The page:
Some scientific studies say pregnancy and birth physically ages us. Others say it keeps us young. What’s the truth?
Why do some mums look young and full of energy while others swear that having children has made them look and feel ancient?
It’s a conundrum that scientists are trying to crack.
A study at the University of Washington found there may be evidence that pregnancy does age us physically.
It discovered that with each pregnancy, a mother’s telomeres — the cap at the end of a strand of DNA that protects chromosomes from damage — appear older by between four months and four years when compared with those of a woman the same age without children.
According to the study, this causes mothers to age too.
But is this true? And does having children later in life mean you’ll age faster?
Consultant gynaecologist Tania Adib says: ‘There is conflicting evidence. Studies have shown that women who have children later in life — and more children — are more likely to live until the age of 90. Having said that, pregnancy puts a huge stress on the mother, with increased blood volume, increased cardiovascular output, and is likened to the effort exerted by an athlete for the duration of the pregnancy. To support growth of the foetal bones, calcium is taken from the mother which leads to thinning of the bones.’
However, she adds that oestrogen — the hormone that floods women while pregnant — can make us look younger.
‘Oestrogen is what makes pregnant women look so radiant,’ she says. ‘It is also an anti-oxidant so this could be the mechanism by which it keeps women young. Oestrogen levels in pregnancy are higher than during the rest of a woman’s life. It also boosts serotonin levels so increases the sense of wellbeing.’
While the science offers conflicting evidence, it seems the jury is out on whether becoming a mum makes us feel older or younger.
‘I’ve had four kids, but still get asked for ID!’
I was only 16 when I fell pregnant with my daughter. Three years later a son followed, then I had two more girls. By the time I was in my late 20s, I had four children.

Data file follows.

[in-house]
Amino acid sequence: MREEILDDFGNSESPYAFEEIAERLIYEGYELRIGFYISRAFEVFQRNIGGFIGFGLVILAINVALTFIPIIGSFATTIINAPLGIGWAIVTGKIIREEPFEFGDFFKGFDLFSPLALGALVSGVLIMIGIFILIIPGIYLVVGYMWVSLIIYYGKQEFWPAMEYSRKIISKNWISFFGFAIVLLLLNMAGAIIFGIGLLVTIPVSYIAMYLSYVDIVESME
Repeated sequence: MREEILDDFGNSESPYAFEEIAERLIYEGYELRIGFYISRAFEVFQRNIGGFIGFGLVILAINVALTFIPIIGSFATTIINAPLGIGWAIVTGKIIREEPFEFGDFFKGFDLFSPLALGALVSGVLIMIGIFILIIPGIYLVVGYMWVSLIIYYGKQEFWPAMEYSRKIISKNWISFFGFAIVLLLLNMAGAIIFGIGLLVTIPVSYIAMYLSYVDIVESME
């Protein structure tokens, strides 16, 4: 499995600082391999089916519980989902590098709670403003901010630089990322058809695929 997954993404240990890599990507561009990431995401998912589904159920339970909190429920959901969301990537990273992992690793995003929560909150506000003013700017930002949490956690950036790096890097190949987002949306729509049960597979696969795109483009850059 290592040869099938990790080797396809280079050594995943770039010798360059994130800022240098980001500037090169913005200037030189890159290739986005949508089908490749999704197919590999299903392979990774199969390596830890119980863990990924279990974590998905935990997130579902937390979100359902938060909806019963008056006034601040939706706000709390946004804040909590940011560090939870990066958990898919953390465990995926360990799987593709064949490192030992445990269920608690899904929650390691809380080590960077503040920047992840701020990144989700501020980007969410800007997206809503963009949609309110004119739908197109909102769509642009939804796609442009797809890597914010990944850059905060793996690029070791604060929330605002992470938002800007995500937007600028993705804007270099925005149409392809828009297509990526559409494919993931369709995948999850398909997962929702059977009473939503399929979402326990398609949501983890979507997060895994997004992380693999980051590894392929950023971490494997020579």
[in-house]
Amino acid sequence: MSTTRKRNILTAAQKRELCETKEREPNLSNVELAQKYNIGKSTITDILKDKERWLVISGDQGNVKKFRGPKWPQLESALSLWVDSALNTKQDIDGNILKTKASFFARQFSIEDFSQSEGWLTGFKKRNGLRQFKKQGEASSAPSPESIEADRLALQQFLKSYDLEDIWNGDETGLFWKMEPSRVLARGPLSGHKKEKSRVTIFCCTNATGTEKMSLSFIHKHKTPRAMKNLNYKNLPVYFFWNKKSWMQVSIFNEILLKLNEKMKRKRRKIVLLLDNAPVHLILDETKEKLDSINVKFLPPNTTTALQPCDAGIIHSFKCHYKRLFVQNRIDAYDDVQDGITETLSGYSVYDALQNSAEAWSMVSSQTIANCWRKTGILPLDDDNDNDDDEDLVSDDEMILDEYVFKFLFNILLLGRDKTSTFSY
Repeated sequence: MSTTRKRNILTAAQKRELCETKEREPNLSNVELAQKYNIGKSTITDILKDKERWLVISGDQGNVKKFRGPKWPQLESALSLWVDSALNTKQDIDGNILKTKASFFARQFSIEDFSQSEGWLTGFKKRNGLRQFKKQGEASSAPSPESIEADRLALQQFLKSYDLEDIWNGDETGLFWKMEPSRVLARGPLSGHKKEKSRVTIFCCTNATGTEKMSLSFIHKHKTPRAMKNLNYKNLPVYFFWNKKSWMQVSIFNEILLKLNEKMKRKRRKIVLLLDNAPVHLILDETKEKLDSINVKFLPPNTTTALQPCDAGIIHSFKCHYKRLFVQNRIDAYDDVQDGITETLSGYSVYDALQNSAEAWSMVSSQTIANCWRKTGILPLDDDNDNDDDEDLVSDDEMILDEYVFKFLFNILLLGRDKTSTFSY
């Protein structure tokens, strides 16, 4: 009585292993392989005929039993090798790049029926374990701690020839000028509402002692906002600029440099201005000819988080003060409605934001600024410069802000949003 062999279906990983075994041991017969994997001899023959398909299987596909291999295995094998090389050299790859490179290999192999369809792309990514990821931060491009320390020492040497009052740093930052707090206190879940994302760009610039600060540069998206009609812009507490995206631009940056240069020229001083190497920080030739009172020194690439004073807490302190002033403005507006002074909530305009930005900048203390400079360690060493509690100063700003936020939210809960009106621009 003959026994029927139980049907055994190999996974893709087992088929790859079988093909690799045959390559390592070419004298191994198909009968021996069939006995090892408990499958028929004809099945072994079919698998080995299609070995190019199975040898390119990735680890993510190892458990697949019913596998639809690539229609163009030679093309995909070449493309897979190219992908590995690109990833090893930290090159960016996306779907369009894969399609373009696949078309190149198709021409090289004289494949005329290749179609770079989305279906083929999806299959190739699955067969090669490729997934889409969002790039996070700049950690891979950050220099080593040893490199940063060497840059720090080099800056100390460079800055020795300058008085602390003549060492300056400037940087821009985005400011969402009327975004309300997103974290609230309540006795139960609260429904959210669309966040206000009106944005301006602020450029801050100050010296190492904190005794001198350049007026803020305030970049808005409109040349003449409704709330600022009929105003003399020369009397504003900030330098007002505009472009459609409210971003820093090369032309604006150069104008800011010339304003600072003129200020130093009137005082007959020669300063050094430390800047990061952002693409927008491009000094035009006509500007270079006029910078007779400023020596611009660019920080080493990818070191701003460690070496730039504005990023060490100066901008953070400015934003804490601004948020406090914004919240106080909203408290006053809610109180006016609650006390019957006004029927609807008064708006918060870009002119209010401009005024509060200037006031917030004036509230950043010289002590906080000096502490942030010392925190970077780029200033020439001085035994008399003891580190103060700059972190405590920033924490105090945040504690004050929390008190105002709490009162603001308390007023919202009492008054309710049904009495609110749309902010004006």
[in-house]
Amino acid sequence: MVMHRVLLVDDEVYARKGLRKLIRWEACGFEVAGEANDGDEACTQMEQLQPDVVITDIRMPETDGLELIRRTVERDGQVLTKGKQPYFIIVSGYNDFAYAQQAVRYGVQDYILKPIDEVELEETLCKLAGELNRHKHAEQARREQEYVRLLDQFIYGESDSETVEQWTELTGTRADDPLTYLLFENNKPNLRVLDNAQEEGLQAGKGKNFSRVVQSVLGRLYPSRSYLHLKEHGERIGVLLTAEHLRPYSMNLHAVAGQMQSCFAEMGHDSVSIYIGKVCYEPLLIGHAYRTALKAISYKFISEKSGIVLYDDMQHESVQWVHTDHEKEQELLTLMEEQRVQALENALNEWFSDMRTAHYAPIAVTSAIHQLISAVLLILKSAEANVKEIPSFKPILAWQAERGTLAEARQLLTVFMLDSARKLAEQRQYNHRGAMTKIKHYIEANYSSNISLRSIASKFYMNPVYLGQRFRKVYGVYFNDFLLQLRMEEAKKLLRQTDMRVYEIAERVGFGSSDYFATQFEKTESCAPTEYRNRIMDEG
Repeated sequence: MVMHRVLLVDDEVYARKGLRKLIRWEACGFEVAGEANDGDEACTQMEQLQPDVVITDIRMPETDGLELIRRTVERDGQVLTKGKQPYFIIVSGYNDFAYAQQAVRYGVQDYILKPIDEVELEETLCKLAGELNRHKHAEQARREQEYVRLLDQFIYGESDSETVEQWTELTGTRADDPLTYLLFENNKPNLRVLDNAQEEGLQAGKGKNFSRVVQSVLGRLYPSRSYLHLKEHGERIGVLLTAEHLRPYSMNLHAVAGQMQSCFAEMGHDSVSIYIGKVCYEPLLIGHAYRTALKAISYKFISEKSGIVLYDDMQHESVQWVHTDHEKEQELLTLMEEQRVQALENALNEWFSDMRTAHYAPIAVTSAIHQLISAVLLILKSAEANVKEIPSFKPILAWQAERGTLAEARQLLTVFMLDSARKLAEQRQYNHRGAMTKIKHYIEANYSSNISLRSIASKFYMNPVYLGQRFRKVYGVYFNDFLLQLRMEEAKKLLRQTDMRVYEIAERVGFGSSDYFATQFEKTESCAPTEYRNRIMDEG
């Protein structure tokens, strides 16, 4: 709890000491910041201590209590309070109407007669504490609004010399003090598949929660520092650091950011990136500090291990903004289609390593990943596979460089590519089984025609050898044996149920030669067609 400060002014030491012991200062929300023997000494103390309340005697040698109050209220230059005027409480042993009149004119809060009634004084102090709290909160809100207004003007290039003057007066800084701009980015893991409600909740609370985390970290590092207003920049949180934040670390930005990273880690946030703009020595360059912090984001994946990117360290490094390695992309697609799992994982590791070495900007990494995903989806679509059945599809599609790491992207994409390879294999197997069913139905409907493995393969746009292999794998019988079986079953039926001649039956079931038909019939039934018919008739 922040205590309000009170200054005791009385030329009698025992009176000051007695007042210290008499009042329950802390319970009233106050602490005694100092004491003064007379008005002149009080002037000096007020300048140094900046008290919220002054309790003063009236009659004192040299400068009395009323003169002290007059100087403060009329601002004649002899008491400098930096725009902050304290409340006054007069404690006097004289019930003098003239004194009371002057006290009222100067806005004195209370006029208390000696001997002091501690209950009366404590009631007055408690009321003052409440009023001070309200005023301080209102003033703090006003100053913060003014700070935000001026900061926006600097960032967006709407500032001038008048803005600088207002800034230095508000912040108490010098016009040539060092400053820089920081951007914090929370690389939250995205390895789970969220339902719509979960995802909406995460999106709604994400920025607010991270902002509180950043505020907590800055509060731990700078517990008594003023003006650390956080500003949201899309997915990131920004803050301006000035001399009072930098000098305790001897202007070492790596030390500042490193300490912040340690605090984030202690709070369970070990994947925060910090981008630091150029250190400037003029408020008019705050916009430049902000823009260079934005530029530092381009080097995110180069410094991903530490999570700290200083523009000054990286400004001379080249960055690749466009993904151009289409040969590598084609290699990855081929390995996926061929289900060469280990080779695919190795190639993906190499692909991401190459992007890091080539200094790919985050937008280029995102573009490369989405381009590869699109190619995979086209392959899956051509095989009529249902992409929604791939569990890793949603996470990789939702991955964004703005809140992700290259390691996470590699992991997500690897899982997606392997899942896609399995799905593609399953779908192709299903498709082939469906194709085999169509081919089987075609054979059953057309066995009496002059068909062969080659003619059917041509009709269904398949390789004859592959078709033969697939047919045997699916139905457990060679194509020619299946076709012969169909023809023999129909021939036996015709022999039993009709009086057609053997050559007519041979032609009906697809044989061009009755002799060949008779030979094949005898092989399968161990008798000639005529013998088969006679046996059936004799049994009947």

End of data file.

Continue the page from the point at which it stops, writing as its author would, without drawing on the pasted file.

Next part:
When you’re a young mother, you are often expected to fail. People expected me to look haggard and aged. After all, I had four sets of sleepless nights to deal with.
However, this didn’t happen.
I thrived off my children’s energy and I noticed something — as each baby came along, I actually looked younger.
Now my children are 13, nine, five and two. Undeniably, they are a handful, but I love them.
A few days ago, I went to buy a bottle of wine and was asked for ID. I was so flattered, I giggled.
I love every minute of being a mum and I believe it makes you stay young — if you allow it to.
From Laura Nibbs, 31, of Halifax, W Yorks
‘I look nothing like the old me’
I have two children — a daughter, eight, and a son, four. When I was pregnant the first time, I got the ‘pregnancy glow’. I had thicker hair, shiny plump skin and felt amazing.
After my daughter was born, she was a great sleeper, so I felt really lucky.
My second pregnancy was not so easy. When my son was born, he didn’t sleep well, and I felt more and more tired.
Now, I look at photos of me seven years ago and I’ve aged so much. I look nothing like the old me. My face has changed, and I feel tired all the time.
I love my children, but being a mum is draining. You’re constantly clock-watching, going to bed early because you have to get up so early and there’s very little time for yourself or for relaxing.
I wouldn’t change being a mum for anything, but I definitely think it ages you!
From Charlotte Brighton, 35, of Gosport, Hants
Edited by Julie Cook